Rose novel
5 years ago

I’m not vegan but I cannot eat pig. I think that I will try the first two options.

5 years ago

as a veggie[almost vegan] pigs hair is a no no for me but maybe the nylon 4 could be an option difficult fin ding tinned toothpaste too

William Davies
5 years ago
Reply to  sue

I am a vegetarian (most of the time) and i dont see a problem with using pig hair toothbrushes for the following reasons. 1. I am not eating the brush; 2. Its helping to recycling the pig (like the pig having a donor card)….Its not like the pig is killed for the hair.

5 years ago

The Environmental Toothbrush no longer comes with a plastic cover (it’s just in the box without any cover). This is in Australian stores so I’m not sure if the international ones are the same but I was quite happy to discover that they got rid of them.

6 years ago

How long do the Life w/o Plastic’s toothbrushes last? In your opinion, would you say they last long enough to be worth their weight in the materials used to make them; are they economical?

Khaled Fouda
6 years ago

Have you tried the NEEM or Miswak yet? What is your opinion on there?

Greg Clare
6 years ago

Please update to reflect no plastic wrapper on the Environmental Toothbrush anymore(at least not in UK.

6 years ago

My whole family has been using the life without plastic toothbrushes. We like them and we can put them in our compost pile after we are done with them. I have to admit, though, that my teeth are not as clean as when I use the plastic toothbrush from the dentist. something about the way it is designed? It’s not anything major, maybe it gets my teeth clean enough to be healthy, but I can definitely tell a difference. I’ll be getting some preserve toothbrushes to try those as a compromise.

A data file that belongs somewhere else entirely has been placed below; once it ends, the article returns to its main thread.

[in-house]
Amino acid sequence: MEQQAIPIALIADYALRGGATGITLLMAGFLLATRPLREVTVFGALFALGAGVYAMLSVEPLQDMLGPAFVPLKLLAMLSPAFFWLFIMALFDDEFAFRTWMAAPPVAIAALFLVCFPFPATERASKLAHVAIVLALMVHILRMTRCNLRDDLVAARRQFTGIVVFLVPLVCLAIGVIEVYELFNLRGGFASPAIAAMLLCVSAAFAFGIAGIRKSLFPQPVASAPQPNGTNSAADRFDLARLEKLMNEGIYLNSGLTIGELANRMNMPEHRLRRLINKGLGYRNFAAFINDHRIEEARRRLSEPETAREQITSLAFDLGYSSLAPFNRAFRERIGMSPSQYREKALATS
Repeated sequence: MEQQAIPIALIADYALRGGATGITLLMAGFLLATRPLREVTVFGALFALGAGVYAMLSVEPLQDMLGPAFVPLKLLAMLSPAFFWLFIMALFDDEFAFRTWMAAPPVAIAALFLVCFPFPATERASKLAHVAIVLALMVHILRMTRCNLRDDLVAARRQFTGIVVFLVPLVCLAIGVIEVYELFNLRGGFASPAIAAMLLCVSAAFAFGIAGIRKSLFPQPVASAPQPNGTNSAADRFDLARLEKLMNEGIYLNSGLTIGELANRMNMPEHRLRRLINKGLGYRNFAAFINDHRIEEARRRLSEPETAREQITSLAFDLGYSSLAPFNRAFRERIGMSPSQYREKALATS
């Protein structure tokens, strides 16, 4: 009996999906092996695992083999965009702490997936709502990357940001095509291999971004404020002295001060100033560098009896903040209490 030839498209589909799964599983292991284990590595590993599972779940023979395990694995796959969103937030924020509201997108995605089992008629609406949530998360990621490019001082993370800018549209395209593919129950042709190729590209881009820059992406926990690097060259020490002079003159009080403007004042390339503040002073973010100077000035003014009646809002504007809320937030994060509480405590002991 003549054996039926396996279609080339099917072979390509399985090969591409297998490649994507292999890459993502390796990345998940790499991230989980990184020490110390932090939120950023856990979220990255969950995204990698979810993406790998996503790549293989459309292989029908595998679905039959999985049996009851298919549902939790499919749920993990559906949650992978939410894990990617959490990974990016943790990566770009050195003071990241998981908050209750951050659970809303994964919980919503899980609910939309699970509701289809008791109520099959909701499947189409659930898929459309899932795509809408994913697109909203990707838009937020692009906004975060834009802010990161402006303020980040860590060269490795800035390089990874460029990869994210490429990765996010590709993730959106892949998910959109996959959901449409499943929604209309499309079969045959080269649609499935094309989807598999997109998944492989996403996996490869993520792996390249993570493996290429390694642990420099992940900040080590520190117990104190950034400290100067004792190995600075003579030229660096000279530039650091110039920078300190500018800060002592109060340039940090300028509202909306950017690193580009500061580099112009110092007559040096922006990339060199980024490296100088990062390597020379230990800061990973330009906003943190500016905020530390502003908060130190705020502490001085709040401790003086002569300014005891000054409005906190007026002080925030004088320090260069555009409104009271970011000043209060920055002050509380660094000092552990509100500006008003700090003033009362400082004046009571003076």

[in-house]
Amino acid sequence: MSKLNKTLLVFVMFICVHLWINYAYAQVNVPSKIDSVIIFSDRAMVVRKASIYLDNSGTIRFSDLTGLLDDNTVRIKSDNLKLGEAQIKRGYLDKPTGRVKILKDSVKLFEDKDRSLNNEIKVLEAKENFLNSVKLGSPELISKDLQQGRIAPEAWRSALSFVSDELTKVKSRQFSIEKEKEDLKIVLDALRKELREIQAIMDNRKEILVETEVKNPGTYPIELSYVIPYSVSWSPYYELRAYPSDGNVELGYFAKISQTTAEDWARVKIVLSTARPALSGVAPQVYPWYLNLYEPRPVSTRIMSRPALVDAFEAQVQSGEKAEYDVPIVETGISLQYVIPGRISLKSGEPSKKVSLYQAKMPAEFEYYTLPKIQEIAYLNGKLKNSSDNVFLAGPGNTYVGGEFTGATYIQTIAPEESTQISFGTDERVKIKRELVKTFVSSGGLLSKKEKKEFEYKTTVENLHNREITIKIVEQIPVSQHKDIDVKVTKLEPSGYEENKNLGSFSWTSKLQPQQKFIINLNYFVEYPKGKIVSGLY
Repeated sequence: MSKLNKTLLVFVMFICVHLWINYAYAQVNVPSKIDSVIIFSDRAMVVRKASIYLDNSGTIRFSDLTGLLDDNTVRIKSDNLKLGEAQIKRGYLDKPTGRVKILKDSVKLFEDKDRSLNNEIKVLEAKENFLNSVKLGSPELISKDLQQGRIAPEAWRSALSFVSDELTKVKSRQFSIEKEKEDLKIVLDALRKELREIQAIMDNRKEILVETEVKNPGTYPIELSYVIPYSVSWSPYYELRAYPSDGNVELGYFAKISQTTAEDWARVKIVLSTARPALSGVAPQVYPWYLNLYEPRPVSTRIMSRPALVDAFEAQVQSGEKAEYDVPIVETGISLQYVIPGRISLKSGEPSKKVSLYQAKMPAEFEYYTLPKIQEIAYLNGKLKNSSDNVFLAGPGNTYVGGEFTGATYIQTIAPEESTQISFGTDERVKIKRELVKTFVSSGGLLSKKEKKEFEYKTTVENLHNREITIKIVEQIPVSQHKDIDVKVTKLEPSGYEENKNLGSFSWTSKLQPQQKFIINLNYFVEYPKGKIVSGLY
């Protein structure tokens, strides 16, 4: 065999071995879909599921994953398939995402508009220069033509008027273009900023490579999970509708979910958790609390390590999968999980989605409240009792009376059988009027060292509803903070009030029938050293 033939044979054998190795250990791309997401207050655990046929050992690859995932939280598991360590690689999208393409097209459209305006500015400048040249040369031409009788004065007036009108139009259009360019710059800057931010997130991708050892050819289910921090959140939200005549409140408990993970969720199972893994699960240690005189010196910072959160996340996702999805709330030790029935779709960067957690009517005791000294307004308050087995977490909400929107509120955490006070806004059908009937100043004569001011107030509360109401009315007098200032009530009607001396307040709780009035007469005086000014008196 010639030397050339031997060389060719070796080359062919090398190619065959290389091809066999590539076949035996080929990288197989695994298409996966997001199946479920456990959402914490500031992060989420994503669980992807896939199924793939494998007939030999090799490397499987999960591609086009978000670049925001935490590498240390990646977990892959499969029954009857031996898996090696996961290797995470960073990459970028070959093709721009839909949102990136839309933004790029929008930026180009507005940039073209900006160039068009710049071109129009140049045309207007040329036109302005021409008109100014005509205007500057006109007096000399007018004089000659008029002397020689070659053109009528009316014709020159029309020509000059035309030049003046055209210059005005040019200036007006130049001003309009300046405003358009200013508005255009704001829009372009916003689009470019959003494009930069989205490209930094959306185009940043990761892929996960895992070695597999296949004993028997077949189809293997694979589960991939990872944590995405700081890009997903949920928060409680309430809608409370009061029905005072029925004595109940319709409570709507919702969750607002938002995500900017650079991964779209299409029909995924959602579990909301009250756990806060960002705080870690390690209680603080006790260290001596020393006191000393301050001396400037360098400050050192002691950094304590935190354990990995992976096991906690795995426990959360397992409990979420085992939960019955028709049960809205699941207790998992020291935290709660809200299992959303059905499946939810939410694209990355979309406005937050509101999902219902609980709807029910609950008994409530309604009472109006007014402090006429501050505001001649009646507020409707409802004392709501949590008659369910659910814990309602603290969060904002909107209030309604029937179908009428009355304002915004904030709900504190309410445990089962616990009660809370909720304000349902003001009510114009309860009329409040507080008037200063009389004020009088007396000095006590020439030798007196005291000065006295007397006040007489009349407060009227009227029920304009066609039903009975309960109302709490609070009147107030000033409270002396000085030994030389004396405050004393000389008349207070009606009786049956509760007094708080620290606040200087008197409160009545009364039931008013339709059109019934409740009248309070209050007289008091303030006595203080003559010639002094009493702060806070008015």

7 years ago

I am 69 years old Indian. My grandfather insisted on our using need sticks taken from need tree in our back yard to clean our teeth. No body had any dental problem. It is slightly bitter in taste. He used to give us young need seeds to swallow, so no one suffered from any skin problem ever in our family. He was a chemistry professor ,well educated but believed in home remedies. We were a family of healthy people till we were under his care. Problems started when we began to ignore his advise.

7 years ago

Ugly by nature toothpaste is all organic ingredients chemical free and cruelty free their website has all the ingredients listed and they have I think 7 flavors

7 years ago

Colgate makes a tooth powder that comes in a tin. I found it in an Indian food supply shop. My grand dad had tooth powder tins, he kept them to store nails/screws. I’m looking to go less plastic, I use Preserve now. Before you do DIY tpastes talk to dentist, different enamels can’t handle some things.

7 years ago
Reply to  Anne

My approach is to consider all aspects of a purchase. So while I am concerned about my individual health and the environment, I also must consider the social responsibility of the company and where the product is produced. Sadly, Colgate does not have a good record in this regard.

7 years ago
Reply to  Deborah

My wife and I make our own toothpaste. Coconut oil, baking soda, salt, and spearmint. Simmer the mint in the oil for a while before mixing. A bit salty during brushing, but very refreshing. We keep ours in a jar.

7 years ago
Reply to  Justin

What is the recipe if I may ask? I would love to try it :)

7 years ago

I just wanted to say that both my husband and myself love the Life Without Plastic toothbrushes. Some bristles do come off the first few times you use it but after that, you’re good to go! I have an extremely small mouth and I need to say that they are a mouthful but I still have no problem brushing with it. If the bristles are too hard for you, you just have to run them under hot water for a few second, no need to soak them. They last long too! I really recommend them.

8 years ago